Facts of the Case:
The Telecommunications Act of 1996 entitles new companies seeking to enter local telephone service markets to lease elements of the incumbent carriers' local exchange networks and directs the Federal Communications Commission (FCC) to prescribe methods for state utility commissions to use in setting rates for the sharing of those elements. The FCC provided for the rates to be set based upon the forward-looking economic cost of an element as the sum of the total element long-run incremental cost of the element (TELRIC) and a reasonable allocation of forward-looking common costs incurred in providing a group of elements that cannot be attributed directly to individual elements and specified that the TELRIC should be measured based on the use of the most efficient telecommunications technology currently available and the lowest cost network configuration. FCC regulations also contain combination rules, requiring an incumbent to perform the functions necessary to combine network elements for an entrant, unless the combination is not technically feasible. In five separate cases, a range of parties challenged the FCC regulations. Ultimately, the Court of Appeals held that the use of the TELRIC methodology was foreclosed because the Act plainly required rates based on the actual cost of providing the network element and invalidated certain combination rules.
Does the Telecommunications Act of 1996 authorize the Federal Communications Commission to require state utility commissions to set the rates charged by the incumbents for leased elements on a forward-looking basis untied to the incumbents' investment? Does the Act require incumbents to combine such elements at the entrants' request when they lease them to the entrants?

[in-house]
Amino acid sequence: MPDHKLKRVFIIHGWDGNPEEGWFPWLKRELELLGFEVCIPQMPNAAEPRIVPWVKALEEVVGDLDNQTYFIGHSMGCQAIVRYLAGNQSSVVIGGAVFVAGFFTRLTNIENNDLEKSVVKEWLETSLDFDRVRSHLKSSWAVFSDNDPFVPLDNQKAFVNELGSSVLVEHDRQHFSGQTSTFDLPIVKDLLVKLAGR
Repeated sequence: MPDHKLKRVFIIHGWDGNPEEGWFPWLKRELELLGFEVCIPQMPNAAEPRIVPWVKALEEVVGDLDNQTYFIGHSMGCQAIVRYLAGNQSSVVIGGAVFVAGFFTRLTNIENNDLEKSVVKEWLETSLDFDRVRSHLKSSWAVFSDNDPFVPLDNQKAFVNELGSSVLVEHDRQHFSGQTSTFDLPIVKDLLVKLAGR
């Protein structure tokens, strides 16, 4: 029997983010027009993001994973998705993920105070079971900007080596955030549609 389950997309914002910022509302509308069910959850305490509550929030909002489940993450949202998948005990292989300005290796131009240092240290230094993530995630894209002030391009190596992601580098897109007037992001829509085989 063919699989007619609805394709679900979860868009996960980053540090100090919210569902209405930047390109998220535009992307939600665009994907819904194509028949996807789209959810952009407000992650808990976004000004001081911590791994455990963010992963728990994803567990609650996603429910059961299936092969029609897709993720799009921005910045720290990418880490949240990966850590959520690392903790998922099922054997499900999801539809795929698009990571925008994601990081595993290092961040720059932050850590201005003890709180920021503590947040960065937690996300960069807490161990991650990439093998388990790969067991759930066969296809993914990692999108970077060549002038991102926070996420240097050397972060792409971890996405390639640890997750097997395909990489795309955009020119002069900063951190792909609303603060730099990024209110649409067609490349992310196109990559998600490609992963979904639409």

Yes and yes. In an opinion delivered by Justice David H. Souter, the Court held that the FCC can require state commissions to set the rates charged by incumbents for leased elements on a forward-looking basis untied to the incumbents' investment and that the FCC can require incumbents to combine elements of their networks at the request of entrants. Because the incumbents did not meet their burden of showing unreasonableness to defeat the deference due the FCC, the Court reversed the Court of Appeals's ruling insofar as it invalidated TELRIC. "The job of judges is to ask whether the Commission made choices reasonably within the pale of statutory possibility in deciding what and how items must be leased and the way to set rates for leasing them. The FCC's pricing and additional combination rules survive that scrutiny," wrote Justice Souter, rejecting arguments that the FCC did not chose the best way to set rates. Justice Sandra Day O'Connor did not participate in this case.